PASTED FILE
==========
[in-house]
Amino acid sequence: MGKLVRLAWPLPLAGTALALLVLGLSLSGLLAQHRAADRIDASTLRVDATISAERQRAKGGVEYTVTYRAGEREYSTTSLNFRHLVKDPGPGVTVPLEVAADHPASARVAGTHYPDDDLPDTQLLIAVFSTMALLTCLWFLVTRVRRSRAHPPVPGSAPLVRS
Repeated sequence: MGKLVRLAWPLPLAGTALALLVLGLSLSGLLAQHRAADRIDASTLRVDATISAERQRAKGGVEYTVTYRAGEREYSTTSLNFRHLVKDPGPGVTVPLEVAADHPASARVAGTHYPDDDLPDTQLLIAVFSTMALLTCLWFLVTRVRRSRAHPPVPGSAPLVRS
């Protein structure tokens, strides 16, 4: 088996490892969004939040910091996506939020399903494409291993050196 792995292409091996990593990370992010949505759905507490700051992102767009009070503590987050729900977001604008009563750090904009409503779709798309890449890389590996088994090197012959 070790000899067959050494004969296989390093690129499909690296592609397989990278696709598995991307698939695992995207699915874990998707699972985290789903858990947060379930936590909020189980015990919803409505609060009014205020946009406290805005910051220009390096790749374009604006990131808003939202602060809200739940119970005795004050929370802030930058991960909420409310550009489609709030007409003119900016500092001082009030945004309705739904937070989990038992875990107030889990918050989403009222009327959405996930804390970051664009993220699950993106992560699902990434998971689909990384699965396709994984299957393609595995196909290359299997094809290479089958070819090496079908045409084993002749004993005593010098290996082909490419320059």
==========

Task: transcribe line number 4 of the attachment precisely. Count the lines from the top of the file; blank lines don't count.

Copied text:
């Protein structure tokens, strides 16, 4: 088996490892969004939040910091996506939020399903494409291993050196 792995292409091996990593990370992010949505759905507490700051992102767009009070503590987050729900977001604008009563750090904009409503779709798309890449890389590996088994090197012959 070790000899067959050494004969296989390093690129499909690296592609397989990278696709598995991307698939695992995207699915874990998707699972985290789903858990947060379930936590909020189980015990919803409505609060009014205020946009406290805005910051220009390096790749374009604006990131808003939202602060809200739940119970005795004050929370802030930058991960909420409310550009489609709030007409003119900016500092001082009030945004309705739904937070989990038992875990107030889990918050989403009222009327959405996930804390970051664009993220699950993106992560699902990434998971689909990384699965396709994984299957393609595995196909290359299997094809290479089958070819090496079908045409084993002749004993005593010098290996082909490419320059």